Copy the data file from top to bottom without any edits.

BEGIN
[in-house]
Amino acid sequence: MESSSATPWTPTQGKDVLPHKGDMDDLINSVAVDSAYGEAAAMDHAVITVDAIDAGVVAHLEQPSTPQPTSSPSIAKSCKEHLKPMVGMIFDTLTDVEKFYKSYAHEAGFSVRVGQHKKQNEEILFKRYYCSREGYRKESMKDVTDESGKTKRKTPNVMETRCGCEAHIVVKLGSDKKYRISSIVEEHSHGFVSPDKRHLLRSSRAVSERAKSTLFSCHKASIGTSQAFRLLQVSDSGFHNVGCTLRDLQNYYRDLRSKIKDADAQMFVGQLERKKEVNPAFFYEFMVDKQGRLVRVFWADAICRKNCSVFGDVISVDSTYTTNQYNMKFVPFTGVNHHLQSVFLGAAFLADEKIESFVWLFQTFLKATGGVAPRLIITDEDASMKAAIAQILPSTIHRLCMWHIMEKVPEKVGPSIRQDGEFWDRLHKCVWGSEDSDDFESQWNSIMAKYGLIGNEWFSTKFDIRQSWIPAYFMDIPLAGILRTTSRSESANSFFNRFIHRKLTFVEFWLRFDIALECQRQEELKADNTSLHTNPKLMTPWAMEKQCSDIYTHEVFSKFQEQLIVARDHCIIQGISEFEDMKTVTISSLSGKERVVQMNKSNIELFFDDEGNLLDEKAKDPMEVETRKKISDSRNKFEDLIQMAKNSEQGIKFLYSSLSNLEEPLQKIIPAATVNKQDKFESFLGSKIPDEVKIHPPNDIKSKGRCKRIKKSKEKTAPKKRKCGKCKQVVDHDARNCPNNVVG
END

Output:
[in-house]
Amino acid sequence: MESSSATPWTPTQGKDVLPHKGDMDDLINSVAVDSAYGEAAAMDHAVITVDAIDAGVVAHLEQPSTPQPTSSPSIAKSCKEHLKPMVGMIFDTLTDVEKFYKSYAHEAGFSVRVGQHKKQNEEILFKRYYCSREGYRKESMKDVTDESGKTKRKTPNVMETRCGCEAHIVVKLGSDKKYRISSIVEEHSHGFVSPDKRHLLRSSRAVSERAKSTLFSCHKASIGTSQAFRLLQVSDSGFHNVGCTLRDLQNYYRDLRSKIKDADAQMFVGQLERKKEVNPAFFYEFMVDKQGRLVRVFWADAICRKNCSVFGDVISVDSTYTTNQYNMKFVPFTGVNHHLQSVFLGAAFLADEKIESFVWLFQTFLKATGGVAPRLIITDEDASMKAAIAQILPSTIHRLCMWHIMEKVPEKVGPSIRQDGEFWDRLHKCVWGSEDSDDFESQWNSIMAKYGLIGNEWFSTKFDIRQSWIPAYFMDIPLAGILRTTSRSESANSFFNRFIHRKLTFVEFWLRFDIALECQRQEELKADNTSLHTNPKLMTPWAMEKQCSDIYTHEVFSKFQEQLIVARDHCIIQGISEFEDMKTVTISSLSGKERVVQMNKSNIELFFDDEGNLLDEKAKDPMEVETRKKISDSRNKFEDLIQMAKNSEQGIKFLYSSLSNLEEPLQKIIPAATVNKQDKFESFLGSKIPDEVKIHPPNDIKSKGRCKRIKKSKEKTAPKKRKCGKCKQVVDHDARNCPNNVVG